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The Oxford History Of The Laws Of England Volume Vi

Author: John Baker
Publisher: OUP Oxford
ISBN: 019102970X
Size: 45.38 MB
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This volume covers the years 1483-1558, a period of immense social, political, and intellectual changes, which profoundly affected the law and its workings. It first considers constitutional developments, and addresses the question of whether there was a rule of law under king Henry VIII. In a period of supposed despotism, and enhanced parliamentary power, protection of liberty was increasing and habeas corpus was emerging. The volume considers the extent to which the law was affected by the intellectual changes of the Renaissance, and how far the English experience differed from that of the Continent. It includes a study of the myriad jurisdictions in Tudor England and their workings; and examines important procedural changes in the central courts, which represent a revolution in the way that cases were presented and decided. The legal profession, its education, its functions, and its literature are examined, and the impact of printing upon legal learning and the role of case-law in comparison with law-school doctrine are addressed. The volume then considers the law itself. Criminal law was becoming more focused during this period as a result of doctrinal exposition in the inns of court and occasional reports of trials. After major conflicts with the Church, major adjustments were made to the benefit of clergy, and the privilege of sanctuary was all but abolished. The volume examines the law of persons in detail, addressing the impact of the abolition of monastic status, the virtual disappearance of villeinage, developments in the law of corporations, and some remarkable statements about the equality of women. The history of private law during this period is dominated by real property and particularly the Statutes of Uses and Wills (designed to protect the king's feudal income against the consequences of trusts) which are given a new interpretation. Leaseholders and copyholders came to be treated as full landowners with rights assimilated to those of freeholders. The land law of the time was highly sophisticated, and becoming more so, but it was only during this period that the beginnings of a law of chattels became discernible. There were also significant changes in the law of contract and tort, not least in the development of a satisfactory remedy for recovering debts.

The Common Law In Colonial America

Author: William E. Nelson
Publisher: Oxford University Press
ISBN: 0199886857
Size: 28.47 MB
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Drawing on groundbreaking and overwhelmingly extensive research into local court records, The Common Law in Colonial America proposes a "new beginning" in the study of colonial legal history, as it charts the course of the common law in Early America, to reveal how the models of law that emerged differed drastically from that of the English common law. In this first volume, Nelson explores how the law of the Chesapeake colonies--Virginia and Maryland--differed from the New England colonies--Massachusetts Bay, Connecticut, New Haven, Plymouth, and Rhode Island--and looks at the differences between the colonial legal systems within the two regions, from their initial settlement until approximately 1660.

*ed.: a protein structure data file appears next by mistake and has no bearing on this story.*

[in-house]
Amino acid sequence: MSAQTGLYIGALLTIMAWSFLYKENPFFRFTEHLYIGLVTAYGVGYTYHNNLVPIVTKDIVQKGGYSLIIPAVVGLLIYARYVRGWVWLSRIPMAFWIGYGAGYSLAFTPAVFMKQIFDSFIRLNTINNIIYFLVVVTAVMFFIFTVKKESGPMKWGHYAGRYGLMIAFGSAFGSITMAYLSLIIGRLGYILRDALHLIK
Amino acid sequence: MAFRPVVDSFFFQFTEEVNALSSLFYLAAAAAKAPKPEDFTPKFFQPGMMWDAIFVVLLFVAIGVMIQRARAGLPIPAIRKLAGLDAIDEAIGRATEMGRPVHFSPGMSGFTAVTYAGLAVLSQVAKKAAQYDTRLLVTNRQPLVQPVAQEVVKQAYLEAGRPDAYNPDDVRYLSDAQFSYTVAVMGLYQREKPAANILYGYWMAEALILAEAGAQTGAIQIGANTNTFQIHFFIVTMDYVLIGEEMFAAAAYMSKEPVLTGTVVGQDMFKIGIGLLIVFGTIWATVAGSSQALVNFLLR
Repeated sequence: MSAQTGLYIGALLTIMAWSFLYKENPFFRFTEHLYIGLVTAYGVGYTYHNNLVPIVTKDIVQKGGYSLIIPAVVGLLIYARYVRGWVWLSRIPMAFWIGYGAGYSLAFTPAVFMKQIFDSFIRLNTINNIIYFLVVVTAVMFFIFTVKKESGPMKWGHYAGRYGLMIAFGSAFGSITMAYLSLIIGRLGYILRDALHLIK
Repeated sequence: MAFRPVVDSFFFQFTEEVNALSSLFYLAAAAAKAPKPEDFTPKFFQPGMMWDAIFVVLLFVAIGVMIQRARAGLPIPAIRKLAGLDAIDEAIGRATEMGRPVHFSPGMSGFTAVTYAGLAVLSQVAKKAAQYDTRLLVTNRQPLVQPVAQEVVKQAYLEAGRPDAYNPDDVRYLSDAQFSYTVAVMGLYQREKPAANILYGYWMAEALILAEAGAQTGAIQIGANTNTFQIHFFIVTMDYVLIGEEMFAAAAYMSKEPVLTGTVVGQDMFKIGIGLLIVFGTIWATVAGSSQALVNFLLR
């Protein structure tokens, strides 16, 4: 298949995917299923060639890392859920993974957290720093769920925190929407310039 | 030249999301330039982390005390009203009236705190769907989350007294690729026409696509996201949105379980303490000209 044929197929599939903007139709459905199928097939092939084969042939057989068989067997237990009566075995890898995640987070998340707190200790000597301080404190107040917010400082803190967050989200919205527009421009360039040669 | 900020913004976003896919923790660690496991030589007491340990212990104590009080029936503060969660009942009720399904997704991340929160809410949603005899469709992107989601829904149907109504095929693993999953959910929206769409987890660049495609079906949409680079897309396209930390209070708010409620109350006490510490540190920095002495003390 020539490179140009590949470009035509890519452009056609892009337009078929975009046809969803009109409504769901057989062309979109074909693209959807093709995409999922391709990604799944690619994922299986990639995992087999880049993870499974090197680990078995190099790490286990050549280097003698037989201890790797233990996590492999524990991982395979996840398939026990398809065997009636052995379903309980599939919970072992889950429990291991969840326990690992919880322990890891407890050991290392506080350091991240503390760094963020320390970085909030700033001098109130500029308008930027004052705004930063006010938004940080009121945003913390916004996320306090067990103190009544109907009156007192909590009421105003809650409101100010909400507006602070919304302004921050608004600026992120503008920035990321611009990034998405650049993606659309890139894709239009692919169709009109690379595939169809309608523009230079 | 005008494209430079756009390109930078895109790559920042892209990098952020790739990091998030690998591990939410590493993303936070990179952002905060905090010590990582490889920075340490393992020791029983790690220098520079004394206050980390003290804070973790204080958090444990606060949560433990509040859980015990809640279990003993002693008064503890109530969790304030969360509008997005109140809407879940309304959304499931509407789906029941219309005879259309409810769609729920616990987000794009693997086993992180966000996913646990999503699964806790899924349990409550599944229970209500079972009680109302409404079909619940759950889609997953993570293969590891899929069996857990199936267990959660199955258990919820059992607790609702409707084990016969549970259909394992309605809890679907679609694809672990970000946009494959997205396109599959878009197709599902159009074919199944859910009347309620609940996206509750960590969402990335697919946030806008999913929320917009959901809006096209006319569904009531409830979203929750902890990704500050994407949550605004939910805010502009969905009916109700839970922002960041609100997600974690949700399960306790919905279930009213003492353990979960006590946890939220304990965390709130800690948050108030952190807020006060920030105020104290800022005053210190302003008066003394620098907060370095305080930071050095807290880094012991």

Magna Carta Religion And The Rule Of Law

Author: Robin Griffith-Jones
Publisher: Cambridge University Press
ISBN: 1316300781
Size: 27.22 MB
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Archbishop Stephen Langton hoped with Magna Carta to realise an Old Testament, covenantal kingship in England. At the Charter's 800th anniversary, distinguished jurists, theologians and historians from five faith-traditions and three continents ask how Magna Carta's biblical foundations have mattered and still matter now. A Lord Chief Justice, a Chief Rabbi, a Grand Mufti of Egypt, specialists in eight centuries of law, scholars and advocates committed to the rule of law and to the place of religion in public life all come together in this testimony to Magna Carta's iconic power. We follow the Charter's story in the religious life of the UK, America and now Continental Europe, and reflections on religio-legal traditions far from the Common Law enrich the story. Magna Carta, Religion and the Rule of Law invites all religions to ask what contribution they themselves should make to the rule of law in today's secular, democratic polities.

Conscience Equity And The Court Of Chancery In Early Modern England

Author: Mr Dennis R Klinck
Publisher: Ashgate Publishing, Ltd.
ISBN: 1409480615
Size: 70.48 MB
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Judicial equity developed in England during the medieval period, providing an alternative access to justice for cases that the rigid structures of the common law could not accommodate. Where the common law was constrained by precedent and strict procedural and substantive rules, equity relied on principles of natural justice - or 'conscience' - to decide cases and right wrongs. Overseen by the Lord Chancellor, equity became one of the twin pillars of the English legal system with the Court of Chancery playing an ever greater role in the legal life of the nation. Yet, whilst the Chancery was commonly - and still sometimes is - referred to as a 'court of conscience', there is remarkably little consensus about what this actually means, or indeed whose conscience is under discussion. This study tackles the difficult subject of the place of conscience in the development of English equity during a crucial period of legal history. Addressing the notion of conscience as a juristic principle in the Court of Chancery during the sixteenth and seventeenth centuries, the book explores how the concept was understood and how it figured in legal judgment. Drawing upon both legal and broader cultural materials, it explains how that understanding differed from modern notions and how it might have been more consistent with criteria we commonly associate with objective legal judgement than the modern, more 'subjective', concept of conscience. The study culminates with an examination of the chancellorship of Lord Nottingham (1673-82), who, because of his efforts to transform equity from a jurisdiction associated with discretion into one based on rules, is conventionally regarded as the father of modern, 'systematic' equity. From a broader perspective, this study can be seen as a contribution to the enduring discussion of the relationship between 'formal' accounts of law, which see it as systems of rules, and less formal accounts, which try to make room for intuitive moral or prudential reasoning.